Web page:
Zero Day by Ezekiel BooneWhat it is: an edge-of-your seat apocalyptic showdown featuring a diverse cast of characters working tirelessly to defeat a race of man-eating spiders.
Why you might like it: Zero Day balances terror with humor, weaving numerous plot threads into a web of high-stakes adventure.
Series alert: Zero Day is the exciting conclusion to the trilogy that began with Hatching.
The Hunger by Alma KatsuWhat it is: a sinister retelling of the ill-fated Donner Party, in which a mysterious illness makes the travelers ravenous for human flesh.
Why you might like it: The Hunger offers a fresh take on a famous tragedy, blending historical fiction with the supernatural.
For fans of: Chilling historical horror à la Dan Simmons' The Terror.
The Dead Road by Seth PatrickWhat it's about: Forensic "reviver" Jonah Miller, gifted with the ability to speak to the recently deceased, is presumed dead after a harrowing battle with the soul-consuming Beast. Now in hiding, Miller must once again risk his life to save the world.
Is it for you? If you enjoy imaginative world-building in your horror stories, The Dead Road is worth traveling.
Series alert: The Dead Road is the explosive conclusion to the trilogy that began with Reviver.
The Beauty by Aliya WhiteleyWhat it's about: In this post-apocalyptic novella, an epidemic has killed all women, leaving a displaced community of men waiting to die off. When creatures resembling women mysteriously appear, enticing many of the men, the community faces the freakish and disastrous consequences of their desire.
Don't miss: the stand-alone bonus short story "Peace, Pipe," which whimsically explores interspecies language barriers.
Book buzz: The Beauty was nominated for the Shirley Jackson Award and the Saboteur Award.
Pines: A Wayward Pines Thriller by Blake CrouchWhat it's about: Federal Agent Ethan Burke is en route to Wayward Pines, Idaho, in search of two fellow agents who have gone missing. After a car accident on the outskirts of town puts him in the hospital, Burke realizes that the seemingly idyllic small town is not what it seems.
For fans of: Dennis Lehane's similarly twisty Shutter Island.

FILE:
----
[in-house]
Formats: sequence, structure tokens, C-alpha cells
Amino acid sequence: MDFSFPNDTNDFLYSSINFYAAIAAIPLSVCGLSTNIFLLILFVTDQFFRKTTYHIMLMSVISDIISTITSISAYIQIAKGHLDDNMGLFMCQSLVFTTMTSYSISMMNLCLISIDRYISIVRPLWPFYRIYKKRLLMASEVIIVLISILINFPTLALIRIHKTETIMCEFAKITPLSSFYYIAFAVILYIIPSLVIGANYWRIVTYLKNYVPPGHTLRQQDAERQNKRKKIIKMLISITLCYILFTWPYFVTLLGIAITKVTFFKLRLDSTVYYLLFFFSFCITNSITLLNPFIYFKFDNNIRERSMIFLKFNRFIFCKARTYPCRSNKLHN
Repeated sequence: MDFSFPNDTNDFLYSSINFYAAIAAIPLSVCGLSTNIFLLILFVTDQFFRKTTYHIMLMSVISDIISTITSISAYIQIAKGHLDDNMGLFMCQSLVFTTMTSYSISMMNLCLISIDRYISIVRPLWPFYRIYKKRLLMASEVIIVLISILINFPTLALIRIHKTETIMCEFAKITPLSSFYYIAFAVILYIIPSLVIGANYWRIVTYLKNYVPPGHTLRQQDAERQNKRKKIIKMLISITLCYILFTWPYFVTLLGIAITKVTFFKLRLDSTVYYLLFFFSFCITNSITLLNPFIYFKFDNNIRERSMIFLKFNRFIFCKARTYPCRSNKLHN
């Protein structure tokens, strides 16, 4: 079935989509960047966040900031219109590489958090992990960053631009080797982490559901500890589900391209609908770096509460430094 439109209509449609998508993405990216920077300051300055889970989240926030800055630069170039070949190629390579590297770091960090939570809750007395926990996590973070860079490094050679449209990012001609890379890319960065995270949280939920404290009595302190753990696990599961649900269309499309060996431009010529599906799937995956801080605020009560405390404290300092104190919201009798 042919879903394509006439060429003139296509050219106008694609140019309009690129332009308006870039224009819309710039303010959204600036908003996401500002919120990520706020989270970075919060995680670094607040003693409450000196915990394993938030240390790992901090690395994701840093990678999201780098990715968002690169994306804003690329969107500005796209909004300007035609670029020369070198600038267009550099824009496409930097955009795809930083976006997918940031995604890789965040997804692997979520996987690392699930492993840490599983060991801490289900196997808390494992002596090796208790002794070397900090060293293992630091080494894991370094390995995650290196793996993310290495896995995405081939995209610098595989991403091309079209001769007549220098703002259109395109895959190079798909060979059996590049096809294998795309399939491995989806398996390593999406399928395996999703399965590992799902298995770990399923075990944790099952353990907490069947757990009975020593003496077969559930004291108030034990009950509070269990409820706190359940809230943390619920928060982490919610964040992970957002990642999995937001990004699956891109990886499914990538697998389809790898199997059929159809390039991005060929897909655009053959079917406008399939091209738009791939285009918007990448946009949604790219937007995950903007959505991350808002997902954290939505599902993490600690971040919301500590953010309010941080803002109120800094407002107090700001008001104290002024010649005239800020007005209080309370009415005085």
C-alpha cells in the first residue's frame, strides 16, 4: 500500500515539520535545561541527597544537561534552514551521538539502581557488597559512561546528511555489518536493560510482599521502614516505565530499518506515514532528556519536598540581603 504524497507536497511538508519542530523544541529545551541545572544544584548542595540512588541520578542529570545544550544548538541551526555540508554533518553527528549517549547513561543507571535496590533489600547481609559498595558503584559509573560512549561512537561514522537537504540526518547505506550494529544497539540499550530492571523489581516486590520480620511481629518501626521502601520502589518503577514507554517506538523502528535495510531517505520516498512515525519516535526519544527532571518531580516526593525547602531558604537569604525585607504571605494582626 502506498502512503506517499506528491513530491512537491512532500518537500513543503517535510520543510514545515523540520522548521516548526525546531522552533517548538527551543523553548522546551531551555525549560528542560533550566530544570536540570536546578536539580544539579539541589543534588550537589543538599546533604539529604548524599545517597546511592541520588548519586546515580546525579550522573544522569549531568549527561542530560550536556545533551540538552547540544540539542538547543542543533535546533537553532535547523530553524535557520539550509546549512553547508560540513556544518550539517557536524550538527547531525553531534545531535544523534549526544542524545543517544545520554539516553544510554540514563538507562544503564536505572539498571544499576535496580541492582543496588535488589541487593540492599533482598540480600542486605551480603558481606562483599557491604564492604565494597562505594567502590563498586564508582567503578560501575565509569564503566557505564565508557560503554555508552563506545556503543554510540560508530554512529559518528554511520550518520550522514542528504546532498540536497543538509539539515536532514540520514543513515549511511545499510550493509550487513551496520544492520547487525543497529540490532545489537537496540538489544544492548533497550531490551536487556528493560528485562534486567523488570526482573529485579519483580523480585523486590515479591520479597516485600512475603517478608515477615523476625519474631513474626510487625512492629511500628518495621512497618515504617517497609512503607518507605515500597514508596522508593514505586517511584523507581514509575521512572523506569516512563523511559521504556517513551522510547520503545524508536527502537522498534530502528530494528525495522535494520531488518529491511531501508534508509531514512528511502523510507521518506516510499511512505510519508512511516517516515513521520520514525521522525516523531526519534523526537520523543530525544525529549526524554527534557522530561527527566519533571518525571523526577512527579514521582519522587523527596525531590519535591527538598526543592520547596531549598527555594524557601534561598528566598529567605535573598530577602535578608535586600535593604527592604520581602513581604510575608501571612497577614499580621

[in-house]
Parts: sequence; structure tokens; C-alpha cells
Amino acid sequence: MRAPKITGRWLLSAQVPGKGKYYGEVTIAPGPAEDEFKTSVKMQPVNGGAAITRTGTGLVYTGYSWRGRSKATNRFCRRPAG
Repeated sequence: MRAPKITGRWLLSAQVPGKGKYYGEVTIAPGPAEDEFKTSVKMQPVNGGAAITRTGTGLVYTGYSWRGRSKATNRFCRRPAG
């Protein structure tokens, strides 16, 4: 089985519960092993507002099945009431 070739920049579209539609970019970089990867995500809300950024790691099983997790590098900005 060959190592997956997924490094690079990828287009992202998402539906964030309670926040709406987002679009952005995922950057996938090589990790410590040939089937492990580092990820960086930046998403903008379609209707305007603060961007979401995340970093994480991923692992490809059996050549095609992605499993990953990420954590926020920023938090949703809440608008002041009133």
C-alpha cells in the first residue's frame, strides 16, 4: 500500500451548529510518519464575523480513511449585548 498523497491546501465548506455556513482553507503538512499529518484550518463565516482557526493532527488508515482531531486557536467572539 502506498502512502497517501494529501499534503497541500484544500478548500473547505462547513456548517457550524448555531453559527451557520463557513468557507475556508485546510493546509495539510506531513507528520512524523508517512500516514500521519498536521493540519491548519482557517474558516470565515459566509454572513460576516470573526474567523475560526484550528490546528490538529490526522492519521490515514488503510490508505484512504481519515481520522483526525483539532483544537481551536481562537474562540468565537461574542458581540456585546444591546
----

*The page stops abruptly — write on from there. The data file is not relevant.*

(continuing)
Book buzz: This is the 1st entry in the Wayward Pines trilogy and the basis for the television adaptation starring Matt Dillon.
Welcome to Night Vale by Joseph Fink and Jeffrey Cranor What it's about: In this stand-alone tale set in the universe of the eponymous podcast, the unlikely team of teenage pawnbroker Jackie and PTA mom Diane investigates cryptic messages that point them toward a mysterious place called King City.
Featuring: "Broadcasts" from podcast narrator Cecil, cameos by fan favorite characters like the Glow Cloud and Old Woman Josie.
Series alert: A follow-up novel, It Devours!, was published in October 2017.
Hex by Thomas Olde HeuveltWhat it's about: Haunted by the spirit of 17th-century witch Katherine, the townsfolk of Black Springs, New York are doomed to isolation by strict government-imposed security measures and by the machinations of Katherine herself.
Is it for you? Hex cleverly explores the intersection of ancient evil with modern technology, perfect for fans of The Blair Witch Project.
Reviewers say: "Definitely not for the faint of heart" (School Library Journal).
Travelers Rest by Keith Lee MorrisWhat it's about: A snowbound family find themselves separated from each other in the maze-like Travelers Rest, a hotel that exists in multiple places and times simultaneously.
Why you might like it: Traveler's Rest is atmospheric, with a steadily unraveling plotline reminiscent of Stephen King's The Shining.
Reviewers say: Keith Lee Morris' weighty, suspenseful writing style envelops the reader like "a curtain of drifting snow identified too late as an avalanche" (Publishers Weekly).
Wytches. Volume 1 by Scott SnyderWhat it's about: In this graphic novel, the Rook family is eager to make a fresh start in a new town after experiencing several tragedies, unaware that an evil far greater than they could have imagined lurks in the woods behind their home.
For fans of: Witchcraft myths and folktales.
What's inside: An illustration style featuring angular, dark art schemes to convey a creepy and disorienting tone.
Contact your librarian for more great books!
White Oak Library District
Proudly serving the communities ofCrest Hill, Lockport, & Romeovillewww.whiteoaklibrary.org